If it is true that revolutions have a habit of eating their own children then Zagreb’s much-vaunted bistro revolution has done quite a bit of gobbling over the past twelve months. Three of 2017’s most critically acclaimed new openings - Xató, Ab Ovo and Duck Fast Bistro – closed their doors in 2018 (largely, it must be said, due to the shifting sands of economic uncertainty rather than any shortcomings in the kitchen), while Bistroteka on Teslina, one of the pioneers of bistro culture four years ago, also waved a napkin in farewell.
However, 2018 has been a good year for new openings too, cranking up the competition and making it inevitable that there will be even more casualties come the end of 2019. Such has been the broadening out of Zagreb’s gastronomic landscape in 2018 that it even might be regarded a vintage year. Newbies like Beštija, Fidel Gastro, Brokenships Bistro, Garden Bar & Kitchen, Haustor Haus, Savica Casual Urban Eatery and O’brok have all met with significant critical approval. Established bistro-style eateries like Mundoaka and Pod Zidom have reinvented themselves by tweaking menus or deploying fresh young chefs. Former stuffy coffeehouse Kavkaz reopened as a snazzy café-bar-bistro, an all-in-one social hub that looks set to become a model for new ventures elsewhere.
When it comes to high-end dining, the situation is much less volatile: the restaurants that finished 2017 at the top of the best-of polls are still trundling out trolley-loads of exquisite fare today. Noel, Dubravkin put, Carpaccio, Takenoko, Zinfandel’s, Bistro Apetit and Vinodol (the old-school national restaurant that never seems to go out of fashion) remain the names to conjure with for those with the wherewithal for a push-the-boat-out feast.
What distinguishes the current batch of bistro places is the desire to turn out creative fine-dining cuisine at less-than-fine-dining prices, while providing just enough variety on the menu to bring in punters of modest appetites and modest means as well as the more expansive eaters.
Menus are shorter than they used to be and tend to change with the seasons – gone are the days when a new restaurant was expected to print up menus covering everything in the Croatian culinary canon and then carry on rolling those same dishes out of the kitchen until the end of time. One thing underlined by almost all the new places is their reliance on local ingredients sourced from markets or from an OPG (an acronym that stands for “family agricultural business” and usually implies boutique production rather than factory farming). Bistro-level cuisine allows chefs to improvise on a daily basis – indeed part of the pleasure of eating in O’brok or Haustor Haus lies in allowing your choices to be guided by what the kitchen recommends. O’brok is dedicated to exploring the possibilities of the traditional Croatian cookbook and presenting it in new ways; Beštija has a deep appreciation of Adriatic seafood; while Fidel Gastro, a much bigger, concept-led operation, is more committed to creative juxtapositions, wok-frying one minute and cooking something sous-vide the next. Far from burying traditional Croatian food, bistro culture has rescued it from standardization and given it a new lease of life.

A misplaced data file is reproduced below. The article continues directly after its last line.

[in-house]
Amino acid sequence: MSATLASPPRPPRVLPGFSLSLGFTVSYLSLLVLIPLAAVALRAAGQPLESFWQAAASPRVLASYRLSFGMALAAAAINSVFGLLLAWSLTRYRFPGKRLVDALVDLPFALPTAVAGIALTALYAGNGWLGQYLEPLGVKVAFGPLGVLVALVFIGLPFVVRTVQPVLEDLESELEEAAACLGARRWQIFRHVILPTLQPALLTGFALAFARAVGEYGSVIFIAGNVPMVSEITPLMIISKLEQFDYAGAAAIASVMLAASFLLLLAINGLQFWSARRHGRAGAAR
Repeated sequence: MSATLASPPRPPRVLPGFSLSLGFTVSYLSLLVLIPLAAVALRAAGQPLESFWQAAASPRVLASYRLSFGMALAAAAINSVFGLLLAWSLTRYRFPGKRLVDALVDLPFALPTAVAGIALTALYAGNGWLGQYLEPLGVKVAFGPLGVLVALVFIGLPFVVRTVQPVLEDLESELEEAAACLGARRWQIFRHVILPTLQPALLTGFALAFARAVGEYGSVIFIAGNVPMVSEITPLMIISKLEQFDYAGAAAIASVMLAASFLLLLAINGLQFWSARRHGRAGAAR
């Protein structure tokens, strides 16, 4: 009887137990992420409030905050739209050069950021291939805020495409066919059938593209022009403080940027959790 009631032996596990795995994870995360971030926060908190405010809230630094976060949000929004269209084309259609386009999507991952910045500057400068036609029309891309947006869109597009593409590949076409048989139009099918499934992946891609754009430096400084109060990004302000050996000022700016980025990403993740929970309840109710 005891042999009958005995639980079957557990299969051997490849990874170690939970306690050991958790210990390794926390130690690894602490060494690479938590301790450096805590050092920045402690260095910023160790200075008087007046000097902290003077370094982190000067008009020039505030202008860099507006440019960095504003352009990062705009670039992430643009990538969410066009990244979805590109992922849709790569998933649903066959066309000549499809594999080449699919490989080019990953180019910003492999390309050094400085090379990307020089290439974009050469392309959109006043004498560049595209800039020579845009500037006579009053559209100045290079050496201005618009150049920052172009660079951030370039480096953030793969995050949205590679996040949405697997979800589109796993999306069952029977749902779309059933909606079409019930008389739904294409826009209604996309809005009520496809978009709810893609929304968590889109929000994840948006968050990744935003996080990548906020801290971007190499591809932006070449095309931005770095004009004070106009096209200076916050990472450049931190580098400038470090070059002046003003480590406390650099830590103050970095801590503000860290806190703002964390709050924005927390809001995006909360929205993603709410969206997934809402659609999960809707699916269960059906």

What all of 2018’s top new eateries recognize is the importance of tweaking the menu at lunchtime: not just because eating habits have changed, and more and more Zagreb folk want good food served quickly in the middle of the day; but also because inexpensive quality lunches bring in new customers who feel excluded by the lavish, multi-course approach of old-school Croatian dining. Both Garden Bar & Kitchen and Savica Casual Urban Eatery offer two-course lunchtime menus on weekdays that feature refined dishes at democratic prices – a gastronomic bargain if you can get down there before the 3pm cut-off point. O’brok, Beštija and Haustor Haus offer dishes of the day chalked up on a blackboard, often determined by what has tickled the chef’s fancy at the market that morning.
This renewed understanding of the importance of lunch – especially to busy people on the move - has also resulted in a new appreciation of soup, a dish which can be served quickly from pot to table and which may even serve as a one-course quick lunch in its own right. Kavkaz, Garden Bar & Kitchen and Brokenships Bistro all serve hearty soups that more than justify a visit on their own; the tomato soup at Savica Casual Urban Eatery has become a signature dish that drives word-of-mouth publicity and brings in new custom.
Exciting things are happening at the other end of the menu too, with an increasing number of establishments hiring a specialist pastry chef rather than simply offering pancakes and ice cream. Fidel Gastro, in particular, concentrates on the kind of imaginative desserts that keep diners glued to their seats for one final course.
Now that we’ve digested the bistro revolution, it’s time to try bistro revolution 2.0.